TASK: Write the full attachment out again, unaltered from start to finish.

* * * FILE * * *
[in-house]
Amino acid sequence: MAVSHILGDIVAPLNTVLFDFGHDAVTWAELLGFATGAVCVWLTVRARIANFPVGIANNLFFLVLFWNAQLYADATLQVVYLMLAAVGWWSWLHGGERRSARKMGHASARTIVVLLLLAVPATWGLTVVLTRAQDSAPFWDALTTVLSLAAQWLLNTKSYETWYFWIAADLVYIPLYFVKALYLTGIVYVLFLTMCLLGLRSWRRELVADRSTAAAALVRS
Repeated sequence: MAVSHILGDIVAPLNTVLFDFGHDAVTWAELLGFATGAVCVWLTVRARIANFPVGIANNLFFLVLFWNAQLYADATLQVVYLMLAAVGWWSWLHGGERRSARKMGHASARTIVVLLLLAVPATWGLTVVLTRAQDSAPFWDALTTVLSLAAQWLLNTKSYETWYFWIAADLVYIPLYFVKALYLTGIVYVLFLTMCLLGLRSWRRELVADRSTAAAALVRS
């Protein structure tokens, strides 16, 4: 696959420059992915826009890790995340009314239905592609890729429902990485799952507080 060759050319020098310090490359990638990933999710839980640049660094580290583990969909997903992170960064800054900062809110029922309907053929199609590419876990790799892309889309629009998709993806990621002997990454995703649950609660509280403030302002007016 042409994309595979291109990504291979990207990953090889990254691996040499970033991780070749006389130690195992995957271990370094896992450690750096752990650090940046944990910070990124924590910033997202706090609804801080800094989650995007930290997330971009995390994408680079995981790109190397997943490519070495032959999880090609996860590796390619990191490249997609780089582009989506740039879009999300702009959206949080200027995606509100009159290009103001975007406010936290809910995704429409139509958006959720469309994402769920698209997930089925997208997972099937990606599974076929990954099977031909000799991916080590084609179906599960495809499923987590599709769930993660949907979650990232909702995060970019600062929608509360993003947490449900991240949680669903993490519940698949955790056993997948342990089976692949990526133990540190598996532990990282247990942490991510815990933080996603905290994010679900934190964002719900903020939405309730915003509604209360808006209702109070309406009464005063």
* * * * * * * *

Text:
[in-house]
Amino acid sequence: MAVSHILGDIVAPLNTVLFDFGHDAVTWAELLGFATGAVCVWLTVRARIANFPVGIANNLFFLVLFWNAQLYADATLQVVYLMLAAVGWWSWLHGGERRSARKMGHASARTIVVLLLLAVPATWGLTVVLTRAQDSAPFWDALTTVLSLAAQWLLNTKSYETWYFWIAADLVYIPLYFVKALYLTGIVYVLFLTMCLLGLRSWRRELVADRSTAAAALVRS
Repeated sequence: MAVSHILGDIVAPLNTVLFDFGHDAVTWAELLGFATGAVCVWLTVRARIANFPVGIANNLFFLVLFWNAQLYADATLQVVYLMLAAVGWWSWLHGGERRSARKMGHASARTIVVLLLLAVPATWGLTVVLTRAQDSAPFWDALTTVLSLAAQWLLNTKSYETWYFWIAADLVYIPLYFVKALYLTGIVYVLFLTMCLLGLRSWRRELVADRSTAAAALVRS
């Protein structure tokens, strides 16, 4: 696959420059992915826009890790995340009314239905592609890729429902990485799952507080 060759050319020098310090490359990638990933999710839980640049660094580290583990969909997903992170960064800054900062809110029922309907053929199609590419876990790799892309889309629009998709993806990621002997990454995703649950609660509280403030302002007016 042409994309595979291109990504291979990207990953090889990254691996040499970033991780070749006389130690195992995957271990370094896992450690750096752990650090940046944990910070990124924590910033997202706090609804801080800094989650995007930290997330971009995390994408680079995981790109190397997943490519070495032959999880090609996860590796390619990191490249997609780089582009989506740039879009999300702009959206949080200027995606509100009159290009103001975007406010936290809910995704429409139509958006959720469309994402769920698209997930089925997208997972099937990606599974076929990954099977031909000799991916080590084609179906599960495809499923987590599709769930993660949907979650990232909702995060970019600062929608509360993003947490449900991240949680669903993490519940698949955790056993997948342990089976692949990526133990540190598996532990990282247990942490991510815990933080996603905290994010679900934190964002719900903020939405309730915003509604209360808006209702109070309406009464005063």